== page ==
Chelsea Handler is anything but conventional.
Ever since she made a name for herself as a standup comedian and host of E!’s "Chelsea Lately," Handler has made no apologies for her brash, provocative sense of humor. But after seven seasons of being sandwiched between episodes of "Keeping Up With the Kardashians," Handler is reinventing herself and the talk show format with the launch of "Chelsea" on Netflix on Wednesday, May 11.
Handler’s moved on from the whole late-night scene, revealing to ET she doesn’t miss the show that made her famous (“That’s done”) or feel like she missed out on an opportunity to join late-night’s boys club on the major networks. She met with CBS in 2014 when the network was looking for someone to replace Craig Ferguson on "The Late Late Show," but says she was never close to approaching a deal.
“I was never going to do it from my side,” Handler says of the show. (James Corden has since taken over.) “It was of no interest to me to do that. I don't ever want to step into somebody else's job. You know, if I'm in the position to create a job for myself, and create a show from scratch, I'm always going to choose that.”
That may be in part why the 41-year-old is ditching her sidekick (sorry, Chuy Bravo), gossip and reality stars, and the five-days-a-week rollout. Instead, Netflix will debut new episodes at 12:01 a.m. PT on Wednesdays, Thursdays, and Fridays. Most notably, "Chelsea" is more grown up, with Handler focusing her attention on weightier topics such as politics and human interest stories.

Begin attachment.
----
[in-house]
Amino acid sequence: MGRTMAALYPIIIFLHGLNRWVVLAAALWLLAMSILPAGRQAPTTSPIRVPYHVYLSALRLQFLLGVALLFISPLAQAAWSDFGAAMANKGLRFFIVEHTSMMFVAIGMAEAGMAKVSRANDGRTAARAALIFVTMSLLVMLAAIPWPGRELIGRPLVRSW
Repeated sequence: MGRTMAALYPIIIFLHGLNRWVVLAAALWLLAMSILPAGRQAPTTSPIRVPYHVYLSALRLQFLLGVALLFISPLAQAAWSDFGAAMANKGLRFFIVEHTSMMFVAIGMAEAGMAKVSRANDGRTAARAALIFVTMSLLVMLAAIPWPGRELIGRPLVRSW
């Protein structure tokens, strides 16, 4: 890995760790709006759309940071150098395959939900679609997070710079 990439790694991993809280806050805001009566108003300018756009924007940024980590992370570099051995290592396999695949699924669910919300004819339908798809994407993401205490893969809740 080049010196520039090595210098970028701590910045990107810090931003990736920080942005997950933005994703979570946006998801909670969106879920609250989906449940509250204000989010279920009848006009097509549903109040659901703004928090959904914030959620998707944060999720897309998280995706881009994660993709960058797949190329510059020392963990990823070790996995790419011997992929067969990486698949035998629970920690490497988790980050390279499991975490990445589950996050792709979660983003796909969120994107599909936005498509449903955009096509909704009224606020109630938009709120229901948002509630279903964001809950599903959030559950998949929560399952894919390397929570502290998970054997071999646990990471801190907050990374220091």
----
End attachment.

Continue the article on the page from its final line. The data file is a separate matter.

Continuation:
In the series’ trailer, Handler carries a piñata of Donald Trump through Mexico City, trains with tennis champion Maria Sharapova, and gets into “real” conversations with people on the street (or at the beach). “I’m treating the show like the college education I forgot to get,” she announces, promising something entirely different from her previous late-night experience.
Fans were given a glimpse of this change on her Netflix documentary series, "Chelsea Does," which explored marriage, drugs, racism, and Silicon Valley. “I wanted to do somethingwhere I would be learning something and then also in an entertaining way,” she says of the series. Both "Chelsea" programs are part of Handler’s overall deal with the streaming network, which also debuted her first hour-long standup special, "Uganda Be Kidding Me."